A guest post by Paul Hassell, February’s Gu.eber of the Month.
“Tell me, what is it you plan to do / with your one wild and precious life.”
~ Mary Oliver
I spent long afternoons beside the Tennessee River, climbing sycamores and skipping rocks. I ran barefoot in the day’s last light just to feel the stiff-cut grass between my toes. I carried my mother’s old Canon camera to document my adventures, and though I hadn’t found the words yet, I loved light.
I won a few photo contests around town, and the powder-faced, perfume-drenched ladies at church pinched my cheeks, saying, “You’re gonna be a little National Geographic photographer.”
At sixteen, I got my driver’s license and traded the river for short treks to the Great Smoky Mountains—the oldest mountains on earth. A few years later, I carried my camera up Mount Sanford and several of Alaska’s other snowy peaks. I used the art of photography to express my love of the natural world, and my brother encouraged me to pursue nature photography as a profession: “Why not? Dude, just go for it!”
I am now 25 years old, and I’ve run this business for ten years.
I have sometimes felt a subtle, if persistent, hesitancy to conform to a mold created by other nature photographers, a mold that was in many ways appealing to me. I wasn’t afraid of this seemingly predetermined career path, and I wasn’t bothered by what the old church ladies, and many other people, didn’t understand. If the expressions on their faces and the words behind their words seemed to say, “Grow up and get a real job,” I tried not to let that affect my decisions. I just had a strange inkling that something more profound and more beautiful than money or status was at stake.
But I love getting up in the morning, and yes, I am a gifted nature photographer. I own that. Too many accomplished artists have affirmed that truth for me to deny its reality out of false modesty. It’s also true that I’ve slept soundly when I was supposed to be tossing, turning, and worrying about my uncertain future. Of course my future is uncertain. Regular paychecks give the illusion of control, but they can’t make any guarantees.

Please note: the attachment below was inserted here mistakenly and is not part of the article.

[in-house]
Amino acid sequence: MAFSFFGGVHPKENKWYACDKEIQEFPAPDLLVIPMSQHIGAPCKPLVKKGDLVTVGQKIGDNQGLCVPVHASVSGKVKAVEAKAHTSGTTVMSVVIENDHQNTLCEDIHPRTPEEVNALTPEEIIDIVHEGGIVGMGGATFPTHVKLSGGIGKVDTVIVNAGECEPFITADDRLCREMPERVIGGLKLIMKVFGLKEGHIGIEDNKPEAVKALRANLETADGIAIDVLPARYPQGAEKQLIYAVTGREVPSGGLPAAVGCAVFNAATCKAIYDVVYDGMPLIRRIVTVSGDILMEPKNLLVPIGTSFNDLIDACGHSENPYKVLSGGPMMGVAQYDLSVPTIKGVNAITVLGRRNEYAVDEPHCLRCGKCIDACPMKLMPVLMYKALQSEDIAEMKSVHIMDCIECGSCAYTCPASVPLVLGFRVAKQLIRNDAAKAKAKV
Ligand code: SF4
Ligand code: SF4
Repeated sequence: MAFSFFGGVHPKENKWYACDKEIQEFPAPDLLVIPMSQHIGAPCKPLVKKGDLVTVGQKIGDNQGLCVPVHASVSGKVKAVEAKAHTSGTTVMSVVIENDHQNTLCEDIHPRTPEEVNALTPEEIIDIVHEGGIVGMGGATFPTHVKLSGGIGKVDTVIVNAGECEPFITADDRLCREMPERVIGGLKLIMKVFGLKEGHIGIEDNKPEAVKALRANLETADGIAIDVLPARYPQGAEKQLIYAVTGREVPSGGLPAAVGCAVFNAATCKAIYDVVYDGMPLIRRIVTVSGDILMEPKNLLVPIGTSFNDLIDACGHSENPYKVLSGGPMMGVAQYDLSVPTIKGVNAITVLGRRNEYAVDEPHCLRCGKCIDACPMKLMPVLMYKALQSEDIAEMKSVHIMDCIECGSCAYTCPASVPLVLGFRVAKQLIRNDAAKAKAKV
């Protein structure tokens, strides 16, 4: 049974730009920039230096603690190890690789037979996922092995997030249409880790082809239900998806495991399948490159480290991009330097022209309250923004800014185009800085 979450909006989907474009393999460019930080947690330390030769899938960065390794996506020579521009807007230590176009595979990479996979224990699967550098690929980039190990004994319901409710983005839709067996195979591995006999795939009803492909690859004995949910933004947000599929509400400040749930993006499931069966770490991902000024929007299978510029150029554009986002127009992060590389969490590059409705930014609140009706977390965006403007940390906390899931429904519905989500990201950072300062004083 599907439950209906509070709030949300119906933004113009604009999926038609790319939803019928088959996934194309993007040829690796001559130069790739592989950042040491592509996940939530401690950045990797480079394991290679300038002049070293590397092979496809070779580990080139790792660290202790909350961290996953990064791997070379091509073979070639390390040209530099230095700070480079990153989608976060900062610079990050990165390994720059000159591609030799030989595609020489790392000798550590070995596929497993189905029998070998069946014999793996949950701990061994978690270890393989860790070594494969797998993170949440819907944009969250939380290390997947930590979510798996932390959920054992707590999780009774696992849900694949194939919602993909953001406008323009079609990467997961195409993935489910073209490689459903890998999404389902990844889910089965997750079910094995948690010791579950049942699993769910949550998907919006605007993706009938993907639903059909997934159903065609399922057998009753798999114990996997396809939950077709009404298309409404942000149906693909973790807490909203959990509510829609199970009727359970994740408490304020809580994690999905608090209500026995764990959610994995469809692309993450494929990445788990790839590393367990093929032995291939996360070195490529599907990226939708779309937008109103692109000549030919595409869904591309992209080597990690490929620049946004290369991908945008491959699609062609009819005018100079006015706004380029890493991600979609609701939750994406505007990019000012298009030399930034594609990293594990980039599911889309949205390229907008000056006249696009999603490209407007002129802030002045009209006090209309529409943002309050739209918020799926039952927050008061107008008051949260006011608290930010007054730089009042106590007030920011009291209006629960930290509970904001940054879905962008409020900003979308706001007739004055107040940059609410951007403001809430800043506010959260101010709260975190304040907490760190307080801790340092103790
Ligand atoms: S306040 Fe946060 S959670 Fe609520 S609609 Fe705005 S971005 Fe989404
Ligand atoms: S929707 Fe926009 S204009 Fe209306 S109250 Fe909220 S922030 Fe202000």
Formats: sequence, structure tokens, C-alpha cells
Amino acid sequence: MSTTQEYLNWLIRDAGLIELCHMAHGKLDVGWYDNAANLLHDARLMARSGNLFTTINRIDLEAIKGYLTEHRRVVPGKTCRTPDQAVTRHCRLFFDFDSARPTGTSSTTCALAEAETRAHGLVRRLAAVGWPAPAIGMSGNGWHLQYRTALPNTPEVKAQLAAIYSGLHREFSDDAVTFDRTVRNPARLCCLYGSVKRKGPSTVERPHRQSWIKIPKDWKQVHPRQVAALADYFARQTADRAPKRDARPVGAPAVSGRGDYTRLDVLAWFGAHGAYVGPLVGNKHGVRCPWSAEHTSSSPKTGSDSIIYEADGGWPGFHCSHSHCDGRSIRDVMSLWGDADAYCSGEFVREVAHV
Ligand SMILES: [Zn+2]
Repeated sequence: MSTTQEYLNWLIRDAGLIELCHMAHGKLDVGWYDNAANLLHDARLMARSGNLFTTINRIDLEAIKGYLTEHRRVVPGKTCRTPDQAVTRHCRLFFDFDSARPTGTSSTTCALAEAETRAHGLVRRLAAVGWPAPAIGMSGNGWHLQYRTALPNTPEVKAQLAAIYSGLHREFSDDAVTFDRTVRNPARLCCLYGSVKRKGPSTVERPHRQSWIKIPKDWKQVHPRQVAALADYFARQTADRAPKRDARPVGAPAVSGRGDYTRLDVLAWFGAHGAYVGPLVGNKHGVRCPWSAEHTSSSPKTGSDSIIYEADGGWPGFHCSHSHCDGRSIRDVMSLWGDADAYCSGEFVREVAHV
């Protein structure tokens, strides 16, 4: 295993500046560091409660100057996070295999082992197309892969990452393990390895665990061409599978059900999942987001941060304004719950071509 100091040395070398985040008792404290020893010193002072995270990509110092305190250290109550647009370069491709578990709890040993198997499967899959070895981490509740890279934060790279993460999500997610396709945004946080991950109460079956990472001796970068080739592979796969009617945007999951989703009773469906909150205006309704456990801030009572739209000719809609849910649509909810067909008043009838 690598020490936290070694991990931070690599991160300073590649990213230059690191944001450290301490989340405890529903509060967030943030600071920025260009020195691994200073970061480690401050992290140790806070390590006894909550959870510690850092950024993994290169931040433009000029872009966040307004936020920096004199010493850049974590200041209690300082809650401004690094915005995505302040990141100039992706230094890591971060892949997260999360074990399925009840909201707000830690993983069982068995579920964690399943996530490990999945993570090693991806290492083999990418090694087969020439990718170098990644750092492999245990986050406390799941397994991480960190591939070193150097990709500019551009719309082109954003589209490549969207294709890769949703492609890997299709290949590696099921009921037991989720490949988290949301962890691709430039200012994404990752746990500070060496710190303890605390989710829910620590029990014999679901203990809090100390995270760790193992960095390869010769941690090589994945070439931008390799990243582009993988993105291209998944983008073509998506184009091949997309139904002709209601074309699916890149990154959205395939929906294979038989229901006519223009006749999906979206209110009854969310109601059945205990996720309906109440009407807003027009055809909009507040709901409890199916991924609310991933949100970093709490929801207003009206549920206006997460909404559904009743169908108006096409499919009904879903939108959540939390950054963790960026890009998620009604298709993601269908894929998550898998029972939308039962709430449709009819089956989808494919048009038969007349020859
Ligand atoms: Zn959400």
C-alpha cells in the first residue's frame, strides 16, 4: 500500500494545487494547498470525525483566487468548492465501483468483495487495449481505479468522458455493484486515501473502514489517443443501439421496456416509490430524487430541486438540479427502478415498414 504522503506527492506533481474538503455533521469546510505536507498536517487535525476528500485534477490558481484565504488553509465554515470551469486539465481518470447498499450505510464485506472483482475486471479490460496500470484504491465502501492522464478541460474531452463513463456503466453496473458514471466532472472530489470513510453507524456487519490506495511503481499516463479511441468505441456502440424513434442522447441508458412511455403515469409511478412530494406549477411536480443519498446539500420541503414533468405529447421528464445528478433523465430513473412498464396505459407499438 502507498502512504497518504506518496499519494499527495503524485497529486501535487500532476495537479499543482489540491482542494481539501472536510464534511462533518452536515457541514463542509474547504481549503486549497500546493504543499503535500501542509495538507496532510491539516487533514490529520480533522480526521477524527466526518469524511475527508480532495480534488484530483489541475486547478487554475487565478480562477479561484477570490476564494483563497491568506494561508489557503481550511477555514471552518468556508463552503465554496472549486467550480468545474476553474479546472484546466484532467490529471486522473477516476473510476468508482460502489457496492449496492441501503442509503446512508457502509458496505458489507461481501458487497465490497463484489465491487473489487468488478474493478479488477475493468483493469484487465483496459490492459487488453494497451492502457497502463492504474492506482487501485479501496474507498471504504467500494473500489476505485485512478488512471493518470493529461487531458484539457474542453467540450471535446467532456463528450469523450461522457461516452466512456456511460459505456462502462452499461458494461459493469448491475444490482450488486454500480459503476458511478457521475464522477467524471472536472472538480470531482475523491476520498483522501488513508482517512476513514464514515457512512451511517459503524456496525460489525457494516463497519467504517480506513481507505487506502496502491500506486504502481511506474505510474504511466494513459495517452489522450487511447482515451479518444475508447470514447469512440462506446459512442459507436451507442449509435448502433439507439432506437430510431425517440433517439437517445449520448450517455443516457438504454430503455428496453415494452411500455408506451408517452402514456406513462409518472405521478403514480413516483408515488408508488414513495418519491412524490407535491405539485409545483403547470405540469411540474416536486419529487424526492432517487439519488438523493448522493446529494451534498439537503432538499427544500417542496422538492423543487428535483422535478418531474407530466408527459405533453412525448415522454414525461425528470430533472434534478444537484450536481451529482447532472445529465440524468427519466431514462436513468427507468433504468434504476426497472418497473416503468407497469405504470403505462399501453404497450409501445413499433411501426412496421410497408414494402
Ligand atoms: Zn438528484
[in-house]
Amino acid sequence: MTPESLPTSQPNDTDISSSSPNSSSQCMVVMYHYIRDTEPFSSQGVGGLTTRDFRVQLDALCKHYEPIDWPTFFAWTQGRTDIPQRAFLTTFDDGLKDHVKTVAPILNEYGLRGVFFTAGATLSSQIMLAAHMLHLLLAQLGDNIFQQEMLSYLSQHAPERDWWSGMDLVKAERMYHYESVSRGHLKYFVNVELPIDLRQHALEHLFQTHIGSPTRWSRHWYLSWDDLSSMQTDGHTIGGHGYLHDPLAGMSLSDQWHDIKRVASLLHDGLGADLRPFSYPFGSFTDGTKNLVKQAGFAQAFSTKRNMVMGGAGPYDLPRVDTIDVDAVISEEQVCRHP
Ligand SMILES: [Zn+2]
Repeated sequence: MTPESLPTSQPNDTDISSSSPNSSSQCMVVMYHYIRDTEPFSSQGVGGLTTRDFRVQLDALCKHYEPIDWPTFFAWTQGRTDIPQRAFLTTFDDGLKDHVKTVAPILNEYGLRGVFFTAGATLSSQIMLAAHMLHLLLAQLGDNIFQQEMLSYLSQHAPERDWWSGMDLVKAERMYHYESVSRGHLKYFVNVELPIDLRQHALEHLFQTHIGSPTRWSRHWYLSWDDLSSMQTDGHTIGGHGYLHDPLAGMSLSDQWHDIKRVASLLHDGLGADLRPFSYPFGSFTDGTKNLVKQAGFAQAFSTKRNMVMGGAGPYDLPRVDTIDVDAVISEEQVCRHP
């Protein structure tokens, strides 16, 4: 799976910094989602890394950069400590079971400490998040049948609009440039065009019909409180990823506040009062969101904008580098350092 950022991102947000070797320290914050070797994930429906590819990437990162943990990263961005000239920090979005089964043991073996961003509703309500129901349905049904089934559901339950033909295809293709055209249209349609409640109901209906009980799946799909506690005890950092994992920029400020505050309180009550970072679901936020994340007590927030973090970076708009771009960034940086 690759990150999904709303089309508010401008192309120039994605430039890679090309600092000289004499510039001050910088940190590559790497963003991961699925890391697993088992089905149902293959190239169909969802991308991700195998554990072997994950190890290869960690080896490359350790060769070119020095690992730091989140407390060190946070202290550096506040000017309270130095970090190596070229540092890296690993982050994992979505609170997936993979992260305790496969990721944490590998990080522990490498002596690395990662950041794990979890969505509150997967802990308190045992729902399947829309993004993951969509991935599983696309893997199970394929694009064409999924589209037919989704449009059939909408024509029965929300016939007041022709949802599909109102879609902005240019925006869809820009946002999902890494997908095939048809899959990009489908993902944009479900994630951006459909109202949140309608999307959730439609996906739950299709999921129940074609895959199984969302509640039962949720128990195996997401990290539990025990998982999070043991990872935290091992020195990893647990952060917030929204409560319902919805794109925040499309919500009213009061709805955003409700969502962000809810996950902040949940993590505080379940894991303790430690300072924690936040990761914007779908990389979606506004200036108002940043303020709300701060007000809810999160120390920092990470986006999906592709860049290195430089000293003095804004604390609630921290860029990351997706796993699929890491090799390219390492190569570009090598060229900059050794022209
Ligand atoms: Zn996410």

Life throws me curveballs all the time. For example, I sat down last week on a white leather couch in Daniel Allen’s office. He has a gift for bringing clarity to entrepreneurs, business owners, and executive leaders.
Six hours and sixteen sheets of white butcher paper later, my life stretched across the wall, and the source of that hesitancy I mentioned earlier was staring me in the face.
Daniel wrote upon the 17th sheet, “I am in the _______ business.”
When I told Daniel about becoming a photographer at the age of eleven, I had said nothing about photography. I had said, “That was the year I became obsessed with light.” The next page said, “see light,” and the one after that, “share light.“ He’d asked about my mission, and I had replied, “My mission is to usher light into the world.”
Daniel went back and underlined the word that had appeared on every three-foot-tall sheet of paper.
I began to sweat, and then came the Aha! moment, the stroke of insight. I knew how to fill in the blank! I hadn’t been looking deep enough. I am not in the nature photography business. I’m in the light business.
What’s the difference?
I had confused my gift with my predominant expression of that gift, and limiting my specific gifting of seeing light to the profession of nature photography had become a creative drain. The parameters other nature photographers had placed on that career path were suffocating my gifting. I felt this happening, but I didn’t understand the full scope of the problem.
I now realize that the hesitancy I felt was really a desire to discover my real gift. What if I had been too engrossed in making my career and rising to the top of my profession? I would have been using my gift, but not living solely from it or working out of its overflow.
This is truer to life.
The same confusion between gift and predominant expression afflicts hundreds of graphic designers, writers, web developers, painters, and craftsmen. Left untreated, it causes them to slip into a predetermined creative mold. Forging a career out of creativity is hard enough without going one step further and breaking one of the few established or accepted occupational molds.
Creatives exist to shatter molds. That’s what we do. That’s a fundamental part of who we are. We are to wake others so that they might answer the question of how they wish to spend their “one wild and precious life.” The vitality of a creative person comes from his or her out-of-the-box-ness.
Many creatives plan their businesses by asking questions like, “What is the good or service I offer that no one else can?” Though this questions has value, I challenge my creative friends to look one layer deeper than that. What is the gift that makes the business possible? What is the gem buried in the mountain of creative talent and energy?
Get dirty. Dig. Find the diamond.
I have begun axing tasks, obligations, and jobs that don’t align with my true gift of ushering light into the world, and I’ve begun new ventures, such as public speaking, with clear connections to it. This April, I’ll lead five other photographers to Chilean Patagonia for a ten-day photo tour. I have a business doing what I love, and I hope to never work a day in my life. I know my true gift. I am in the light business. This insight has made all the difference. I’m living for a living.